East Carolina University surgeons report surprising results using da Vinci robot in mitral valve repair

Greenville 06 February 2002Cardiac surgeons at East Carolina University are reporting encouraging research data on the largest number of patients who have had mitral valve repair using the robotic da Vinci Surgical System, developed by Intuitive Surgical. The findings, showing decreased length of hospitalisation compared to the traditional approach and decreased surgical repair time, as experience using the robotic device grew, were presented during the 38th Annual Meeting of the Society of Thoracic Surgeons in Fort Lauderdale by Dr. Wiley Nifong, director of surgical robotics at the Brody School of Medicine at East Carolina University.


Dr. W. Randolph Chitwood, an internationally recognised expert in robotic cardiac surgery, performed all 38 patient cases in operating rooms at Pitt County Memorial Hospital, the medical school's affiliated teaching hospital. Dr. Chitwood is chairman of the Department of Surgery at the Brody School of Medicine and chief of surgery for the hospital.

"Our data chronicles the world's largest experience with robotic mitral valve repairs. Our findings offer a feasible and beneficial procedure for patients with mitral valve disease", reported Dr. Nifong, lead author for the scientific paper, Complete Robotic Mitral Valve Repair: Experience with the da Vinci System.

On February 4, 2002, Dr. Chitwood completed the 40th mitral valve repair using the robotic device, the most performed in the world by any cardiac surgeon. All of the surgeries were performed as part of a Food and Drug Administration (FDA) clinical trial to study the safety and efficacy of the minimally invasive, robotic-assisted technique versus traditional sternotomy, or open-chest procedure, in repairing defective mitral valves.

The mitral valve has two leaflets, or flaps, which control the flow of blood between the left atrium and the left ventricle, making a surgical repair of the valve a true intra-cardiac procedure. Dr. Nifong noted that average length of stay for patients with robotic-assisted mitral valve repairs was 3,8 days. With traditional sternotomy incisions, hospitalisation is usually seven to ten days. Traditional open-chest surgery requires surgeons to make an 8- to 10-inch incision, saw through the sternum, and open the rib cage to gain access to the heart.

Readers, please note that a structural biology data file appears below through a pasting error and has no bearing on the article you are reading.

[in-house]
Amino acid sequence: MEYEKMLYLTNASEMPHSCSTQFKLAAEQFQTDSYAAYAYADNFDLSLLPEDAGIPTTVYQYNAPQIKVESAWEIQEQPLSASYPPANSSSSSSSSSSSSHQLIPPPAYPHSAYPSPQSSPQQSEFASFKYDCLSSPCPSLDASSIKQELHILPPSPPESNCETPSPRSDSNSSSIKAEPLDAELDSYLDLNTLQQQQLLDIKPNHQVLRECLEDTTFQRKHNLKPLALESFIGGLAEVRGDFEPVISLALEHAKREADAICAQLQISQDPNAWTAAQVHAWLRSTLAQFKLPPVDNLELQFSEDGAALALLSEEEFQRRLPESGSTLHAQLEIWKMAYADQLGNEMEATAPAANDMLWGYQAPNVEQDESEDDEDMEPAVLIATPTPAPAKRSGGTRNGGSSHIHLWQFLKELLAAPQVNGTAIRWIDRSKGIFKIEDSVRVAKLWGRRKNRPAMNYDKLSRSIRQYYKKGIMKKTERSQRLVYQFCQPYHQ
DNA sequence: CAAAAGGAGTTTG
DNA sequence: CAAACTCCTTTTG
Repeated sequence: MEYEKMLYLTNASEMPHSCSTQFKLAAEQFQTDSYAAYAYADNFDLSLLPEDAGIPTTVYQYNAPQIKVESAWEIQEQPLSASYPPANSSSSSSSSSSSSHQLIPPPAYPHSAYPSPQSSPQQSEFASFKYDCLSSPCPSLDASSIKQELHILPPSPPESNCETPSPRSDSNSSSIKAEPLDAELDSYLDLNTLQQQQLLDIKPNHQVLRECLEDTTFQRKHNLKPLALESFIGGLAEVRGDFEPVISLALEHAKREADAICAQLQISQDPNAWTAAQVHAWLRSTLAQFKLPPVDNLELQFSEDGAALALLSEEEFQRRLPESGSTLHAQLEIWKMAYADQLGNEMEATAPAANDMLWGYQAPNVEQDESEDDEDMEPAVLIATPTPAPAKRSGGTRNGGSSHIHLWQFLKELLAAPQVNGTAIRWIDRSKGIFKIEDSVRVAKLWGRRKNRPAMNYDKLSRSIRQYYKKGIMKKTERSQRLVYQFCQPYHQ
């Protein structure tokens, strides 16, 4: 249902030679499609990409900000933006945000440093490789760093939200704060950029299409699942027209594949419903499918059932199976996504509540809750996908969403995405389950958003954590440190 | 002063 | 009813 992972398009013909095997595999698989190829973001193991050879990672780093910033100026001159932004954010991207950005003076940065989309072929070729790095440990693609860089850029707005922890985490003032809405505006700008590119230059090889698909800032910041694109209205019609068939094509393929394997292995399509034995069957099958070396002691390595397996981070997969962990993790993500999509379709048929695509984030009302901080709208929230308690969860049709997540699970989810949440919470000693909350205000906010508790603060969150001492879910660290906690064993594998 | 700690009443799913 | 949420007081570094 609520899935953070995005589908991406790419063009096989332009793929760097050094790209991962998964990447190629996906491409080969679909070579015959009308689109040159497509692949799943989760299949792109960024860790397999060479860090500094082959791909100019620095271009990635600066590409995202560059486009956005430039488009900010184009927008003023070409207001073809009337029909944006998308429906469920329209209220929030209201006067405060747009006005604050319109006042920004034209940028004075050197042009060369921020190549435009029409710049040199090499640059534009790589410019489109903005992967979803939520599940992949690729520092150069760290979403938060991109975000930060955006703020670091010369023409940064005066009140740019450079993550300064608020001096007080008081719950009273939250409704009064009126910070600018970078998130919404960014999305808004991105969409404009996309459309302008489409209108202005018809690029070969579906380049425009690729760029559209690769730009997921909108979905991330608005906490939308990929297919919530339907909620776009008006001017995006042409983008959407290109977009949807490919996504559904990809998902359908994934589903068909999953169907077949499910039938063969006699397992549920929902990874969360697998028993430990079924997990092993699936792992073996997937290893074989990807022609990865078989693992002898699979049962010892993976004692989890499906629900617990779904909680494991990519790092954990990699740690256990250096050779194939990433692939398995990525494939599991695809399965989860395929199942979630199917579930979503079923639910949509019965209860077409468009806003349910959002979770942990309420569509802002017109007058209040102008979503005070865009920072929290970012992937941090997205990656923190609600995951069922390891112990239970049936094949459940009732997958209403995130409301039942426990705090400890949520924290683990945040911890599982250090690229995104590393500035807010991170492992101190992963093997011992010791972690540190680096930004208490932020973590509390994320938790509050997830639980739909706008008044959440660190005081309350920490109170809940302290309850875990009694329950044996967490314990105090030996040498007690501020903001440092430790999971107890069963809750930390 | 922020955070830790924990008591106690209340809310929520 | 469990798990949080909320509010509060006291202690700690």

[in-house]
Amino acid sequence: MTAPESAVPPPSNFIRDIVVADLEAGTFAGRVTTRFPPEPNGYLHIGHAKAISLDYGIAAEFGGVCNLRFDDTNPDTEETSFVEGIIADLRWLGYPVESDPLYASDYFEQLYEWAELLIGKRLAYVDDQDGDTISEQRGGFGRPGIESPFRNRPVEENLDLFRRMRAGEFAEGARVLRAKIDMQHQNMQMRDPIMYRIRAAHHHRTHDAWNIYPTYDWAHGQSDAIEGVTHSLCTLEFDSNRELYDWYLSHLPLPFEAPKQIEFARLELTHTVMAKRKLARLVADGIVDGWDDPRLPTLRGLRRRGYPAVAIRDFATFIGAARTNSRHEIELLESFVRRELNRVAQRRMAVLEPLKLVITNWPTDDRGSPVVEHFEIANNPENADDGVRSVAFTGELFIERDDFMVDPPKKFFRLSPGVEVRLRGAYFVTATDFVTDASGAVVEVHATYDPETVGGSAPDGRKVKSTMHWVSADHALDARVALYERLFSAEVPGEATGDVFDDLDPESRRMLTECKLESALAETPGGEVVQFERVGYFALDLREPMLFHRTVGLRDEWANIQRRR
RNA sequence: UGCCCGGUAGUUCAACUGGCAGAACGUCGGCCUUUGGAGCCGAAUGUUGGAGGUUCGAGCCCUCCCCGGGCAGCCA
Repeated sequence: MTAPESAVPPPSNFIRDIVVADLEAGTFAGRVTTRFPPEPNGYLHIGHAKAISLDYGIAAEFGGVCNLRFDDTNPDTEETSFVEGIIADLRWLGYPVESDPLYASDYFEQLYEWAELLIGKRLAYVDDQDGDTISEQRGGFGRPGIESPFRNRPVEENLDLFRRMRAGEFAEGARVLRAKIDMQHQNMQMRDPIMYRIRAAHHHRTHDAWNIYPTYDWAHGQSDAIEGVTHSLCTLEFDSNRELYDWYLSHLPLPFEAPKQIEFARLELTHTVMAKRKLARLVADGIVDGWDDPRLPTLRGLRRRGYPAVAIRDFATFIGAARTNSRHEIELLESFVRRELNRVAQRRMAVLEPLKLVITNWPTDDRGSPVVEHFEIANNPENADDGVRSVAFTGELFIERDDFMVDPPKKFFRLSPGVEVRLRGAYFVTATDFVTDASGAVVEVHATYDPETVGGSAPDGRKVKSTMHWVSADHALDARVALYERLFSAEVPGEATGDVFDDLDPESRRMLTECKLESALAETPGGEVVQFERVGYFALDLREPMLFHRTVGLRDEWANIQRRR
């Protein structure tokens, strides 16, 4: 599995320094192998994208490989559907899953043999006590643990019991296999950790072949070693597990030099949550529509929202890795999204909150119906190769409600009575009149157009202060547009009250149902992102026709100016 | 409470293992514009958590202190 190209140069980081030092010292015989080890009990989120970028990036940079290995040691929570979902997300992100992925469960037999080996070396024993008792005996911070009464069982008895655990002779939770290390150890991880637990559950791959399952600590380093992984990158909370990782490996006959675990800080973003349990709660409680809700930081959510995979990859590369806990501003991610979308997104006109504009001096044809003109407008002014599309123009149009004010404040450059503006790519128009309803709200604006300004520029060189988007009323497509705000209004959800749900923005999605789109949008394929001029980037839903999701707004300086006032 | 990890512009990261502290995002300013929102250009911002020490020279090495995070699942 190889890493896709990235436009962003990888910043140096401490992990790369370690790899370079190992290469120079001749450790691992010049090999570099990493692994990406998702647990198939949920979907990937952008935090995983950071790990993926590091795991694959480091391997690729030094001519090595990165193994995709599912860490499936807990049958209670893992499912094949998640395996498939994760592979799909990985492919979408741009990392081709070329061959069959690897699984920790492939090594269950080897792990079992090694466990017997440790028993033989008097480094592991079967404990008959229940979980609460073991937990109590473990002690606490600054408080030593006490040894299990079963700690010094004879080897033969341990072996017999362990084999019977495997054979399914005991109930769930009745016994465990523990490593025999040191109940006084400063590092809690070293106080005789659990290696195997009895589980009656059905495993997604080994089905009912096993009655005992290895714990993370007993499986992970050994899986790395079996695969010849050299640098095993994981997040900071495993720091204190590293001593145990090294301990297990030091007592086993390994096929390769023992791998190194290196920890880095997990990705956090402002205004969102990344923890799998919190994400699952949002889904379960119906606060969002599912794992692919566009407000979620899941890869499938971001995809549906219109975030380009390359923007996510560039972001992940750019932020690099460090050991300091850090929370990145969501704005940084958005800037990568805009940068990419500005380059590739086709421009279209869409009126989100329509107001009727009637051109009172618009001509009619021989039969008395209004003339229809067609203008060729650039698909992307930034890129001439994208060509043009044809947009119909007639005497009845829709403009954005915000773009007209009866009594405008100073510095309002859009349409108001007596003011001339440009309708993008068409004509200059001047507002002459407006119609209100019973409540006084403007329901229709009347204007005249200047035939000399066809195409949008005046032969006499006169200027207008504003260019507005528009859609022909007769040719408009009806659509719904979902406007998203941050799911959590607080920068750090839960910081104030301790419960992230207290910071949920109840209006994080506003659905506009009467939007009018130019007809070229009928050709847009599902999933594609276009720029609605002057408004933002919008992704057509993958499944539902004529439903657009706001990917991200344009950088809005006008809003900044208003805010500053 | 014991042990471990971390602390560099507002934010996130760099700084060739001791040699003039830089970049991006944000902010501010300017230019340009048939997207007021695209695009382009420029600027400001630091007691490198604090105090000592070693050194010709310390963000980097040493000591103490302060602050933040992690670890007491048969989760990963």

With the da Vinci Surgical System, Dr. Chitwood and his colleagues make three dime-sized incisions in the chest, through which they insert three robotic arms. One arm holds a tiny camera which projects three-dimensional images onto a monitor in front of the surgeon; the other two arms hold the pencil-sized instruments, which have tiny computerised mechanical "wrists" designed to transmit the dexterity of the surgeon's forearm and wrist into the chest at the operative site.

Seated at a computer console located approximately ten feet away from the operating table, the surgeon views a magnified, three-dimensional image and manipulates the surgical instruments using two fingertip controls. Dr. Nifong reported that the time using the robotic device and the actual repair of the defective mitral valve leaflet decreased as the surgical team's experience increased. The 38 patients were divided into two groups of 19 each. Both total robotic use and valve leaflet repair times decreased by approximately 24 minutes from the first group to the second. Total operating times also decreased by approximately 42 minutes between groups.

Even though the total operating room times are approximately 30 minutes more for the robotically-assisted approach, Dr. Nifong stated that the patients have no adverse side effects or complications. "In fact, patients recover more quickly despite being in the operating room an additional 30 minutes because of the minimally invasive approach. We are working on adjunctive technology which will allow us to decrease the operative times toward conventional procedures", he added.

"Robotic procedures will become more applicable to a larger number of patients as technology advances", Dr. Nifong concluded. For example, within two months East Carolina University (ECU) surgeons plan to perform coronary artery bypass grafting using the da Vinci surgical system. In addition to the FDA clinical trials tracking da Vinci's efficacy, ECU is equally the lead international training site for the da Vinci Surgical System for all surgical disciplines. More than 90 medical centres from across the United States and abroad have completed certified training at ECU.

Dr. Chitwood performed the first total mitral valve repair using the da Vinci robot in North America in May 2000. You can read an account on the first ECU clinical trials with the da Vinci surgical robot in the VMW December 2000 article East Carolina University to test da Vinci robot in cardiac surgery trials.

Leslie Versweyveld

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